(CNN) -- The father of the teen who survived a flight to Hawaii in the wheel well of a jetliner says his son is "a good kid" who has struggled to adjust to life in America.
In a statement released through a San Francisco-area Islamic group, Abdulahi Yusuf said he and his family came to the United States from war-torn Somalia. He identified his son as Yahya Yusuf and said he plans to escort his son back to California from Hawaii.
The 15-year-old Yahya told authorities that he crawled into the wheel well of the Hawaii-bound Boeing 767 and lost consciousness when the plane took off. He survived the nearly five-hour flight in subzero temperatures at oxygen-depleted heights as high as 38,000 feet, authorities believe.
"Our family was deeply concerned when my son went missing, and we were relieved to hear of his safety considering the circumstances of his trip," Abdulahi Yusuf said in a statement issued by the Bay Area chapter of the Council on American-Islamic Relations.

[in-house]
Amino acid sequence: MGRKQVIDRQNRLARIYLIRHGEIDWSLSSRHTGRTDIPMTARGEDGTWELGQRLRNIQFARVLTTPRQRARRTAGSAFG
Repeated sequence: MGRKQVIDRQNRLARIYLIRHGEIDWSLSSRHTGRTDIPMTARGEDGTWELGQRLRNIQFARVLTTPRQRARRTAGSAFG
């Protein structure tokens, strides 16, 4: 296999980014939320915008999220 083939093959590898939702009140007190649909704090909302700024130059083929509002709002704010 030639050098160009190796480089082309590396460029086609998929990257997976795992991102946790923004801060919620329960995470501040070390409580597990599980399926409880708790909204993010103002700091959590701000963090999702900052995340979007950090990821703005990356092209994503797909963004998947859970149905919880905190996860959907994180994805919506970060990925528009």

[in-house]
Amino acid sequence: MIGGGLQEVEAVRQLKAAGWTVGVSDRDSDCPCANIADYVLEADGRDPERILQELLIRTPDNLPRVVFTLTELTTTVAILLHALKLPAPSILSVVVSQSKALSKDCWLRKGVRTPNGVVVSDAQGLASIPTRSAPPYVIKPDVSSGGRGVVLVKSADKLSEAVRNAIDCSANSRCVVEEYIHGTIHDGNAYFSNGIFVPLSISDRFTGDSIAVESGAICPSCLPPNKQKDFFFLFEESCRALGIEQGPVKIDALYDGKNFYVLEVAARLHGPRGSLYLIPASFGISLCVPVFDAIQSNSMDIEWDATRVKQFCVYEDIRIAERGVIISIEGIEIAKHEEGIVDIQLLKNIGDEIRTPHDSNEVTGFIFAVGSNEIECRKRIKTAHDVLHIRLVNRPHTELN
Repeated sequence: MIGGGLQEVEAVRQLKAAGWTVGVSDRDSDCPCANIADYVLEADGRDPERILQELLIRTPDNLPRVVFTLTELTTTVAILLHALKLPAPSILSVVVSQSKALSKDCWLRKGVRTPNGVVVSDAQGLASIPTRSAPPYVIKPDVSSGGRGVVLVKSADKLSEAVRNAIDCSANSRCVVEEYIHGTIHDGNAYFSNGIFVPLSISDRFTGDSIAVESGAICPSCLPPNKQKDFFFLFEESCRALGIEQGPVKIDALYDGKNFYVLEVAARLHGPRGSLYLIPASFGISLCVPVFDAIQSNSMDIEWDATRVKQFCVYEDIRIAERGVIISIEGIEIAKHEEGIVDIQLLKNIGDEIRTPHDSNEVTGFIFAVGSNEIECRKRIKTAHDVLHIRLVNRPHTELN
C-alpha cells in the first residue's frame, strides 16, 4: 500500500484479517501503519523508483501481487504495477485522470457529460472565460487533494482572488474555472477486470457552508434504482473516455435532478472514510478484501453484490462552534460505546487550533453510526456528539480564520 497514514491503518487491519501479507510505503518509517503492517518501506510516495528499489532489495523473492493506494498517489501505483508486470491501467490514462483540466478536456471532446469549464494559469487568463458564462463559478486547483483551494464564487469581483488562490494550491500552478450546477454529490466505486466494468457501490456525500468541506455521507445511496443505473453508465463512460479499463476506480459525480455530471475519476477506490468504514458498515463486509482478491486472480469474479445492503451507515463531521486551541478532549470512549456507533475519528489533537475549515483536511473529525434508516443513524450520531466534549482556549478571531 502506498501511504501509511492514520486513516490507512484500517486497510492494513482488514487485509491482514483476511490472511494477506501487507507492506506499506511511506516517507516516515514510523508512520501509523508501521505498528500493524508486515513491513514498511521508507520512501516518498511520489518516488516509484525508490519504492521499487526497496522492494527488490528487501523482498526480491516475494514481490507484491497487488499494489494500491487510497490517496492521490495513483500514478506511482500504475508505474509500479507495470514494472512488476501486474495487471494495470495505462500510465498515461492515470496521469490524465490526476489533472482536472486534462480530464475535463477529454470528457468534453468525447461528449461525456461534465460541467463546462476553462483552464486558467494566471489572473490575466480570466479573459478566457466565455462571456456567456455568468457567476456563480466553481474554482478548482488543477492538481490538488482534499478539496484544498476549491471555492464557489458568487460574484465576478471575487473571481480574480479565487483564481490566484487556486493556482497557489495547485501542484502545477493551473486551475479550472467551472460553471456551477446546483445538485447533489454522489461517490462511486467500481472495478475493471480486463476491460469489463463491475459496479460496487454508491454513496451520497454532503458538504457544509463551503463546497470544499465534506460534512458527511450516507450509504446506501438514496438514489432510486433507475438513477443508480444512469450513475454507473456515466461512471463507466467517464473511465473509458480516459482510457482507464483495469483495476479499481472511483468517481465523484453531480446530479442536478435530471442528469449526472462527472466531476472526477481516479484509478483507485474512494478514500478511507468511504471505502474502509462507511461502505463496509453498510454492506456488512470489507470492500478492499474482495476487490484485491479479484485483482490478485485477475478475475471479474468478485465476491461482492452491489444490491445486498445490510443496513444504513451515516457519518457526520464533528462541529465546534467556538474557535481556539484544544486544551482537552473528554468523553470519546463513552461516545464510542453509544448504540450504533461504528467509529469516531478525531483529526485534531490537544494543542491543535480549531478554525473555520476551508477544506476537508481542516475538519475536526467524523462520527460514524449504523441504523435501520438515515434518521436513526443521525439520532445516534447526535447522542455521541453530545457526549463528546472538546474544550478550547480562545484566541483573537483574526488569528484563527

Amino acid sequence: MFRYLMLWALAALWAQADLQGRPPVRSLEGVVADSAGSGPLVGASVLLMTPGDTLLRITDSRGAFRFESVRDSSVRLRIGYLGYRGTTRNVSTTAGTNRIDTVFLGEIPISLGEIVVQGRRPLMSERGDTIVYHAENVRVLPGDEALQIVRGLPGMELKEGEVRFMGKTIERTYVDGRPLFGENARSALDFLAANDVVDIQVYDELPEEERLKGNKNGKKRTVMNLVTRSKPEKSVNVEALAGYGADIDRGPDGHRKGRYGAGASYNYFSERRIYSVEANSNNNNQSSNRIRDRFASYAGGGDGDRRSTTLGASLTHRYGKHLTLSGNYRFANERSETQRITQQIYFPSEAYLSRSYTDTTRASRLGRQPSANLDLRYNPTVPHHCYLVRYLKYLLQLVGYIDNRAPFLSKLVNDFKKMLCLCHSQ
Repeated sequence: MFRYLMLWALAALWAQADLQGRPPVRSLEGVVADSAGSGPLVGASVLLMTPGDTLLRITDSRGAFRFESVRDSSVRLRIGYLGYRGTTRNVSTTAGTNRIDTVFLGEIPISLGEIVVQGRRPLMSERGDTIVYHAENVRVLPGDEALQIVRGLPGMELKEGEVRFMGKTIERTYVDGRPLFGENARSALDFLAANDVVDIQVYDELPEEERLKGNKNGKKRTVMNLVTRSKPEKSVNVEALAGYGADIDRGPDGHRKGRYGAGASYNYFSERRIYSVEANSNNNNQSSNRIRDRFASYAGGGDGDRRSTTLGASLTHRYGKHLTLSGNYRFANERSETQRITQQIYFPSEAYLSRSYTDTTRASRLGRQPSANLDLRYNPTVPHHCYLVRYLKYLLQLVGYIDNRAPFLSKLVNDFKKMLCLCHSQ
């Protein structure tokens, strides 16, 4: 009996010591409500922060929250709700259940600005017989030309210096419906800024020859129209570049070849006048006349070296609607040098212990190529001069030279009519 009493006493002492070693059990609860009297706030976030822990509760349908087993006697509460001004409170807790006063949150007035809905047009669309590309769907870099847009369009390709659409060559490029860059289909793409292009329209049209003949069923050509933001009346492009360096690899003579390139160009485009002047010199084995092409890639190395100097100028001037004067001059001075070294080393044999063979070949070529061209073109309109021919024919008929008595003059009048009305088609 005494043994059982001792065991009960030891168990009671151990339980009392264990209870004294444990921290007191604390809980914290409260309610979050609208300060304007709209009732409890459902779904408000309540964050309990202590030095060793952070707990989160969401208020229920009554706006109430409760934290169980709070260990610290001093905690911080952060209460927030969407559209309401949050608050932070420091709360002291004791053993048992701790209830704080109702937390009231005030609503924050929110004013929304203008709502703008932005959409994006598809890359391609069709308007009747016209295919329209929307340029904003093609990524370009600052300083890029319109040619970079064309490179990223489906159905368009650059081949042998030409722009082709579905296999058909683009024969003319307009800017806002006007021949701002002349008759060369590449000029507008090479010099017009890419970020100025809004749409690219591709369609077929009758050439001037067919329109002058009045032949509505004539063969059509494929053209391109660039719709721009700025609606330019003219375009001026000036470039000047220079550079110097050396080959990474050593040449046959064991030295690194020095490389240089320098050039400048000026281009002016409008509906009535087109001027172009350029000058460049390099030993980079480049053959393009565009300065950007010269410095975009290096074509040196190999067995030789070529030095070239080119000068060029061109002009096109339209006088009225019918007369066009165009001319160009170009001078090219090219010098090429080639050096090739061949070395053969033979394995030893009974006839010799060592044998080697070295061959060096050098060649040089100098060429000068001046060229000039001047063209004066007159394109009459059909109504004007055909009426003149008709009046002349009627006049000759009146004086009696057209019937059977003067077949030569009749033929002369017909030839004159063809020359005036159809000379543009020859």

"My son, like many immigrant children, is struggling adjusting to life in this country," he said. "Our situation was aggravated by our displacement in Africa for many years after fleeing our home country of Somalia because of war conditions. As a result, my son was not able to receive any formal education before we immigrated to the United States. Yahya is a good kid who I love dearly."
Discovered after he apparently regained consciousness on Maui, the teen has been recovering at a hospital and is in the custody of the state's child welfare agency, officials there said. He told investigators that he was trying to get to Somalia to see his mother, and had no clue which plane went where, a law enforcement official told CNN last week.
He is said to have hopped a fence at San Jose International Airport shortly after 1 a.m. April 20 and stayed on the grounds for six hours without getting caught, a government official said.
Yusuf said he's headed to Hawaii soon, "and am excited to bring him back home to his family in California. We thank everybody for their concern and support, and ask that people continue to respect our privacy during this incredibly difficult time."